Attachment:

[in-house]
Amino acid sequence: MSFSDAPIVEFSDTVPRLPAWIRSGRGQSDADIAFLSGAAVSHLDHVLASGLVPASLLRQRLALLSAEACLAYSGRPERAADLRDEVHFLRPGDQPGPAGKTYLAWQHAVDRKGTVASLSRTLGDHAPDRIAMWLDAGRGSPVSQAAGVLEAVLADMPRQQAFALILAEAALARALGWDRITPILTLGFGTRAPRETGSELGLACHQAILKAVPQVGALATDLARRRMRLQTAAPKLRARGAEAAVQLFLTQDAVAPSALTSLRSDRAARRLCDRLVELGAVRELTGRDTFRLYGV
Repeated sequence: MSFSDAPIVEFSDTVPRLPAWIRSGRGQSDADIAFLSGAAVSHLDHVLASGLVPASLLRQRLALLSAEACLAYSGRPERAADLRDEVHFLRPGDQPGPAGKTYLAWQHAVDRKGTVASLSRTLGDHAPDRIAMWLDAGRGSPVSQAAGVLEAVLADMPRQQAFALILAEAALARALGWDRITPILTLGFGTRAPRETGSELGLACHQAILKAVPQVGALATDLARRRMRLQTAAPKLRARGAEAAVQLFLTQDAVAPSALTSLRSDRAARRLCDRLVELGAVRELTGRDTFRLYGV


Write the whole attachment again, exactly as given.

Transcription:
[in-house]
Amino acid sequence: MSFSDAPIVEFSDTVPRLPAWIRSGRGQSDADIAFLSGAAVSHLDHVLASGLVPASLLRQRLALLSAEACLAYSGRPERAADLRDEVHFLRPGDQPGPAGKTYLAWQHAVDRKGTVASLSRTLGDHAPDRIAMWLDAGRGSPVSQAAGVLEAVLADMPRQQAFALILAEAALARALGWDRITPILTLGFGTRAPRETGSELGLACHQAILKAVPQVGALATDLARRRMRLQTAAPKLRARGAEAAVQLFLTQDAVAPSALTSLRSDRAARRLCDRLVELGAVRELTGRDTFRLYGV
Repeated sequence: MSFSDAPIVEFSDTVPRLPAWIRSGRGQSDADIAFLSGAAVSHLDHVLASGLVPASLLRQRLALLSAEACLAYSGRPERAADLRDEVHFLRPGDQPGPAGKTYLAWQHAVDRKGTVASLSRTLGDHAPDRIAMWLDAGRGSPVSQAAGVLEAVLADMPRQQAFALILAEAALARALGWDRITPILTLGFGTRAPRETGSELGLACHQAILKAVPQVGALATDLARRRMRLQTAAPKLRARGAEAAVQLFLTQDAVAPSALTSLRSDRAARRLCDRLVELGAVRELTGRDTFRLYGV